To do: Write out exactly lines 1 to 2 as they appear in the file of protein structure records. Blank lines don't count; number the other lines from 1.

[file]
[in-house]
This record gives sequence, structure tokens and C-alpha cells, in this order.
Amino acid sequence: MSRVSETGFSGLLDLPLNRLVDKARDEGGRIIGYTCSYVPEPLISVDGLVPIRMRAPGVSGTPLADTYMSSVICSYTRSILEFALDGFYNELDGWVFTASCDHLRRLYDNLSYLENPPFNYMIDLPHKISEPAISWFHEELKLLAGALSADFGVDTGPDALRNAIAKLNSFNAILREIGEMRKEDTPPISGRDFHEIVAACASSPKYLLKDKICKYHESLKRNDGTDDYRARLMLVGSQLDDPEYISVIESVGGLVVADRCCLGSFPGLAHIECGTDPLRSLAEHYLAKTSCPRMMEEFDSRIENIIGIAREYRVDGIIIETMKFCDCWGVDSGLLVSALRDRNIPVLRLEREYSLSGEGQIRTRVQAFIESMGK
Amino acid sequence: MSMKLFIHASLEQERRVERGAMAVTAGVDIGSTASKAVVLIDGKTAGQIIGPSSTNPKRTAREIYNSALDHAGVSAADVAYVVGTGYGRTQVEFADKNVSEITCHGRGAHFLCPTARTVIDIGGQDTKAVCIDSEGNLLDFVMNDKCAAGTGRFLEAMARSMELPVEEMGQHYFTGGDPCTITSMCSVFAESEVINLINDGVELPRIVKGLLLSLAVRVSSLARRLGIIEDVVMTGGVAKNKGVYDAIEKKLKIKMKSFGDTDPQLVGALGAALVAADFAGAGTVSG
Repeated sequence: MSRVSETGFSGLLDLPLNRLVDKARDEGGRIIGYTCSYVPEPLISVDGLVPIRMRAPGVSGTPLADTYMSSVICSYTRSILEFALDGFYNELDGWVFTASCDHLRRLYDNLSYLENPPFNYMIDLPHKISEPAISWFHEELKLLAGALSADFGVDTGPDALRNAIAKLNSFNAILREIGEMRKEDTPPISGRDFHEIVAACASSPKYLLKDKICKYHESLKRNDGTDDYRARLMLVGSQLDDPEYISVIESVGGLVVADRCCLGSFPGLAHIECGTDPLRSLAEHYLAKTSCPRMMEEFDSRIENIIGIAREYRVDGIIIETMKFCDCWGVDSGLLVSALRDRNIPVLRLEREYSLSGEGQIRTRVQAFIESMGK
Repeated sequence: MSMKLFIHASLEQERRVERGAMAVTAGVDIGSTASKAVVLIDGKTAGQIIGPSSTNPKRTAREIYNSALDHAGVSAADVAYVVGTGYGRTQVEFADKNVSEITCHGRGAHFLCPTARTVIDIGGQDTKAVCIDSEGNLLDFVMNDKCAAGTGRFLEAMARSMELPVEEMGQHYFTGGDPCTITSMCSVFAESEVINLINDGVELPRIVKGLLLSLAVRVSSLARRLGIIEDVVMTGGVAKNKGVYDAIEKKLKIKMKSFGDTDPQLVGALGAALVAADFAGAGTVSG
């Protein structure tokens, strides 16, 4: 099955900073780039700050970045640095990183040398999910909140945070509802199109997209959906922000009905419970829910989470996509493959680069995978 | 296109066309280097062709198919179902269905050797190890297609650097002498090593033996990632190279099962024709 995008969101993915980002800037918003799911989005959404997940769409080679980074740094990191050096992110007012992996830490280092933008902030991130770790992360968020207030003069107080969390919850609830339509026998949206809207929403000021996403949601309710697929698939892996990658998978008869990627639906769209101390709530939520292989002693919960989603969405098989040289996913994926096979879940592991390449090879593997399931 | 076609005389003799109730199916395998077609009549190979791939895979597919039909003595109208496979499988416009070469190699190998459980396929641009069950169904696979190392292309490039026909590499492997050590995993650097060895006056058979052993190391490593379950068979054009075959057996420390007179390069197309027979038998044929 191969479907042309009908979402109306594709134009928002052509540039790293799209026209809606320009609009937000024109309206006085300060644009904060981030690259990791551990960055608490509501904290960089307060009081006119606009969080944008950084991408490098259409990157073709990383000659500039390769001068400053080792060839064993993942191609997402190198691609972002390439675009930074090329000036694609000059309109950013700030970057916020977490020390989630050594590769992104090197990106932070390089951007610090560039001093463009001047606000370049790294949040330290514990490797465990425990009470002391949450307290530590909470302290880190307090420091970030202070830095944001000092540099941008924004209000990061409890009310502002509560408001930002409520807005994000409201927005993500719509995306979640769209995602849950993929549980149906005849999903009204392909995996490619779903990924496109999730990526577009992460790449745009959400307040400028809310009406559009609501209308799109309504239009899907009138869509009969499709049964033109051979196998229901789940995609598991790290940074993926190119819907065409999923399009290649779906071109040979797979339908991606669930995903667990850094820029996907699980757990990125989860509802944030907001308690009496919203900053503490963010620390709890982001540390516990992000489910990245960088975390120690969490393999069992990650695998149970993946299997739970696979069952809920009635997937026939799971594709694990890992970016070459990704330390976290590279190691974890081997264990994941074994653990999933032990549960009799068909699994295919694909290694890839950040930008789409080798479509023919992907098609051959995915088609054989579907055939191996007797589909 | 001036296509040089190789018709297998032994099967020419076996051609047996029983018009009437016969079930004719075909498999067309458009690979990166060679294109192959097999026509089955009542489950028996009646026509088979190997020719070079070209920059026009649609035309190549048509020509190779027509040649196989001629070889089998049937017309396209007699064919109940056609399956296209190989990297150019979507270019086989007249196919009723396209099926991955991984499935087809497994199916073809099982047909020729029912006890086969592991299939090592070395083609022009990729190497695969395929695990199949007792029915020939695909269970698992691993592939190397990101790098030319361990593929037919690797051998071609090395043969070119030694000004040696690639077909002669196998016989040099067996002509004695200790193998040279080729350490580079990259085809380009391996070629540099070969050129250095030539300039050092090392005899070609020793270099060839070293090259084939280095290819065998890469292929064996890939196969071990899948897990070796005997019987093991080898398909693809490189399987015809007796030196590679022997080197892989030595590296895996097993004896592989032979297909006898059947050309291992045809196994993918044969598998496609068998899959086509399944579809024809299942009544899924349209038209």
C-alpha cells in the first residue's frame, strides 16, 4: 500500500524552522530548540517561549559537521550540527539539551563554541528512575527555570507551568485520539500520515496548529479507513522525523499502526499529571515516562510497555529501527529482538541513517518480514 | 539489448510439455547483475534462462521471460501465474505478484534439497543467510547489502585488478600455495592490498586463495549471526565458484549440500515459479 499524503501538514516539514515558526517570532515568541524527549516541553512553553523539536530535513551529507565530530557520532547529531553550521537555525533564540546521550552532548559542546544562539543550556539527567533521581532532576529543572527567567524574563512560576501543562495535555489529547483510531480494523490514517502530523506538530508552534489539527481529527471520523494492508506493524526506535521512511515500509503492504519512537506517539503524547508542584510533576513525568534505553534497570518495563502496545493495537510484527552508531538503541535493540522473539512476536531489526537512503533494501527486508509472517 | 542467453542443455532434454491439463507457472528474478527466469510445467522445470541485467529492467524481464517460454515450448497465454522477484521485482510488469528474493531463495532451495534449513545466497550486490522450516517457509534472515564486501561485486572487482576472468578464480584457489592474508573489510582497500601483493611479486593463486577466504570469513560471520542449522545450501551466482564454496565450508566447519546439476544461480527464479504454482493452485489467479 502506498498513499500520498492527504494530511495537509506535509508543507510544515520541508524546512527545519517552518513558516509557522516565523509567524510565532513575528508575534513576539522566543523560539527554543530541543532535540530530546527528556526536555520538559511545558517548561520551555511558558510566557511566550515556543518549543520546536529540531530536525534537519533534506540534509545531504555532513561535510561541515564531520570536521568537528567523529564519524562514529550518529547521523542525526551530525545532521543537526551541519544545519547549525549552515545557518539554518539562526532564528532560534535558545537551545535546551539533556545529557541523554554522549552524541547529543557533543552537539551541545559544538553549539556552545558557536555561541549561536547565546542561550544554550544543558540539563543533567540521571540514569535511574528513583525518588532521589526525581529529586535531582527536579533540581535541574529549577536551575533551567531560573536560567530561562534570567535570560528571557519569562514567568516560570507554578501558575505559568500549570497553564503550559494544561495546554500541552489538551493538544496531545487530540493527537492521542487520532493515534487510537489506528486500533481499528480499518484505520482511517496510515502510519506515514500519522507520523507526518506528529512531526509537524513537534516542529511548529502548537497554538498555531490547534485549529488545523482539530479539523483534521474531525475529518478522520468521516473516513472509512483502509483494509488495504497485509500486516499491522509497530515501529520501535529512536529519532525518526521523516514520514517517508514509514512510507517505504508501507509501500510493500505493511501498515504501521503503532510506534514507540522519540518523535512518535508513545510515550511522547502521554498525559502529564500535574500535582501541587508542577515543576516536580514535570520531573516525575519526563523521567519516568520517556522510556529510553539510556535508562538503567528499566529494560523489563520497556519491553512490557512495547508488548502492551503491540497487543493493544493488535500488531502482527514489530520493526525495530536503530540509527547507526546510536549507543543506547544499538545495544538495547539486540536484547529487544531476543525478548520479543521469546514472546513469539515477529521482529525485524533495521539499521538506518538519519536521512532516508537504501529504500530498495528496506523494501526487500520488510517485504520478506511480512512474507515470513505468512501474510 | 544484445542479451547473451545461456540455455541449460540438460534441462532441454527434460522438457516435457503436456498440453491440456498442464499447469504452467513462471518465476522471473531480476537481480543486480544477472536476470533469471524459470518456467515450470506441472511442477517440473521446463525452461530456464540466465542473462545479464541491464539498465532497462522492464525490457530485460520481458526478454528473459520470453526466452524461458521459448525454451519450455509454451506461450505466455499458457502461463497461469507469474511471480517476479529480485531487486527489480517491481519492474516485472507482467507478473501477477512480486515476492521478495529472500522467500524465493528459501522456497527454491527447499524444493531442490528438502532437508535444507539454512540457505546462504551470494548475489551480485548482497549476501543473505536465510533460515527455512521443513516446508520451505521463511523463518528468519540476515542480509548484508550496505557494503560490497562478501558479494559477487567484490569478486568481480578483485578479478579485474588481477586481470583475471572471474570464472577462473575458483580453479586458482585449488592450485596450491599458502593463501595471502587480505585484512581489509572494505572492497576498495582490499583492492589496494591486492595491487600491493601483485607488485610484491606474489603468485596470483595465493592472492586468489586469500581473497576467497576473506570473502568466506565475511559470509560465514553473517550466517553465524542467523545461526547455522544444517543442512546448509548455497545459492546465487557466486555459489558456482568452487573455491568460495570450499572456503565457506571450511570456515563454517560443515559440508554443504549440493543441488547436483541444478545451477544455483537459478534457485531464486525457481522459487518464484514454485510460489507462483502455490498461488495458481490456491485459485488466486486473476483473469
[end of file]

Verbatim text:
[in-house]
This record gives sequence, structure tokens and C-alpha cells, in this order.